I have always thought it would be cool to use my "F" ness (that's my feeling side) to help connect to other "F"s to help recruit objectivism. But perhaps it is a hopeless cause. But then again, I was converted from being a radical lefty, to objectivism myself...sigh....

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I have done elaborate research in the Myers-Briggs personality tests, and find them fascinating and accurate. I love "people-watching" and trying to guess what people's types are. No, I agree, you can't always pigeon-hole people into a certain personality, but some of these traits are so obvious in SOME people, it's hard to ignore.(I am one of those people that you can't deny the description, as I am such an extreme INFP on all accounts, yet I am an objectivist with a heart, as I like to say.

Interestingly, the people in my family that I've asked to take the test have found it to be pretty accurate. I got Keirsey's book Please Understand Me II where it goes into greater depth on the subject. The book says that my girlfriend and I are a great match personality wise. She's an ENFJ and I'm INTJ - the book was great because it makes me understand my benefits and shortfalls in our relationship as well as hers. For instance, INTJs tend to be colder in relationships and ENFJs seek warmth; I wouldn't have figured out on my own that this was one of our problems six months into the relationship. Identifing the issue at hand has led to a better, stronger relationship.

My parents took the online test as well and it matches them to a tee. They thought it was scary, LoL.

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I'm an INTJ also.

I really don't see much of a problem with the test's dichotomies. As I undertood it, they are meant to be viewed in the "more this then that" way rather then "either this or that". Over the course of a large enough group of questions phrased in slightly different ways it is more likely to be accurate representation of you. If I remember right in 'please understand me' he even recommends taking the test among several people who know you well to avoid answering based on how you feel right then as opposed to how you behave generally.

My first hand experience with it has been that it is useful in learning how to deal with different sorts of folk.

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INTJ, like most.

Interestingly, I took a business course in ellicitation techniques a few years ago. The instructor was ex-intelligence (CIA, or military, I believe). He told us that the military has looked at many different types of personality profiles, and found only one to be a priori predicitive of a person's behavior (i.e. given someones type, one can make somewhat accurately predictions about how they might react in future situations).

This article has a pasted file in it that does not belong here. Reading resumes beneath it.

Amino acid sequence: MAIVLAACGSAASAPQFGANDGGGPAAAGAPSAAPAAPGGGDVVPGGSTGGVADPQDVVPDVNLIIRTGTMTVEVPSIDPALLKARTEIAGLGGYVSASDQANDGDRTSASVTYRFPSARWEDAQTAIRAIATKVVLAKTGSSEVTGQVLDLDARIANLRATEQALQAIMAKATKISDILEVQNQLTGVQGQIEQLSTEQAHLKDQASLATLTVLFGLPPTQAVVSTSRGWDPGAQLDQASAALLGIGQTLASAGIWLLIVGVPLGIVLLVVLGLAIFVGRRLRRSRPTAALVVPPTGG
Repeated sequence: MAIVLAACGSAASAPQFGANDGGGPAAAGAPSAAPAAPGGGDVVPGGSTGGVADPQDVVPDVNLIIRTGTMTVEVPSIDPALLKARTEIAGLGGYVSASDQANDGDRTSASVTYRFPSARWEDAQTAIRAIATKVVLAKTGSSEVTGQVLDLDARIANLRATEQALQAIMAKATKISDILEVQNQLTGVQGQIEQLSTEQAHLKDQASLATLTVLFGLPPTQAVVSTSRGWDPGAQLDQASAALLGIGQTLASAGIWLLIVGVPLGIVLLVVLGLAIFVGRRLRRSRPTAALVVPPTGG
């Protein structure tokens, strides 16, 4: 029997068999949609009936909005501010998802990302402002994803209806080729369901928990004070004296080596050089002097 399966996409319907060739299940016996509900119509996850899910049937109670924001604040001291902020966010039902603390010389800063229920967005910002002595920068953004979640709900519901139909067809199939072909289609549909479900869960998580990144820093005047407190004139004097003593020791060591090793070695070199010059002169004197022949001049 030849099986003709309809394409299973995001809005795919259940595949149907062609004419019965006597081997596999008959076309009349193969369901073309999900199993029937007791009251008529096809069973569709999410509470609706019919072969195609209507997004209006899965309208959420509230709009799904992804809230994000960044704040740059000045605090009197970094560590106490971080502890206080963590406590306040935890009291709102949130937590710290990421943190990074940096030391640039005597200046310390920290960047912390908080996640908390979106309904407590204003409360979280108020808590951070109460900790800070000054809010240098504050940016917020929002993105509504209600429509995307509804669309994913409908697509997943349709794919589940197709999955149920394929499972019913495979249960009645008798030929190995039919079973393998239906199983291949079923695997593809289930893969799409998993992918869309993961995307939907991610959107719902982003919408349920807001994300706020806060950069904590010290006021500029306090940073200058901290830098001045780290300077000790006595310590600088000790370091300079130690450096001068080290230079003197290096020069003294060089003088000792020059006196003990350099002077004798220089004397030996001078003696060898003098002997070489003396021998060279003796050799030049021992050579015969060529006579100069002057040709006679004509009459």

This doesn't make the system fundamentally correct, but empirically useful. Up until then I had though these mostly parlor games, but that was an interesting comment.

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INTJ, like most.

Interestingly, I took a business course in ellicitation techniques a few years ago. The instructor was ex-intelligence (CIA, or military, I believe). He told us that the military has looked at many different types of personality profiles, and found only one to be a priori predicitive of a person's behavior (i.e. given someones type, one can make somewhat accurately predictions about how they might react in future situations).

This doesn't make the system fundamentally correct, but empirically useful. Up until then I had though these mostly parlor games, but that was an interesting comment.

I don't follow exactly...was meyers briggs what the military favors or some other test?

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I don't follow exactly...was meyers briggs what the military favors or some other test?

Woops, didn't tell you did I. Yes, it was Myers-Briggs.

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Ok here is an interesting one. I am a "P."

Or you could call me an ELSNTFP. I scores straight down the middel on EL, SN, and TF.

The test actually accounts for these ties. It says, whatever the average is for society, you get the opposite. As a result I am an ENTP.

I think its funny when people talk about these tests and say "I am xxxx" (like I just did). That negates the entire point of the test.

The MBTI Type Self-Assessment test only tells you what your "preference" is when there is basically no external stimuli. It does nto say what you will do in any particular situation. In other words, if you have to think on your feet or do something that is not part of your "type" you will do it as the situation dictates, not as your "type" dictates.

In other words. You have a "Tendency" to be xxxx, but in any given situation, you can adapt and go the other way.

Oh yeah, when you take the test in person, they tell you "The test points you in a direction. You decide if it makes sense for you or not." In other words, sometimes it works, sometimes it doesnt.

I also recognized many contradictions in the test. I can't recall any now though.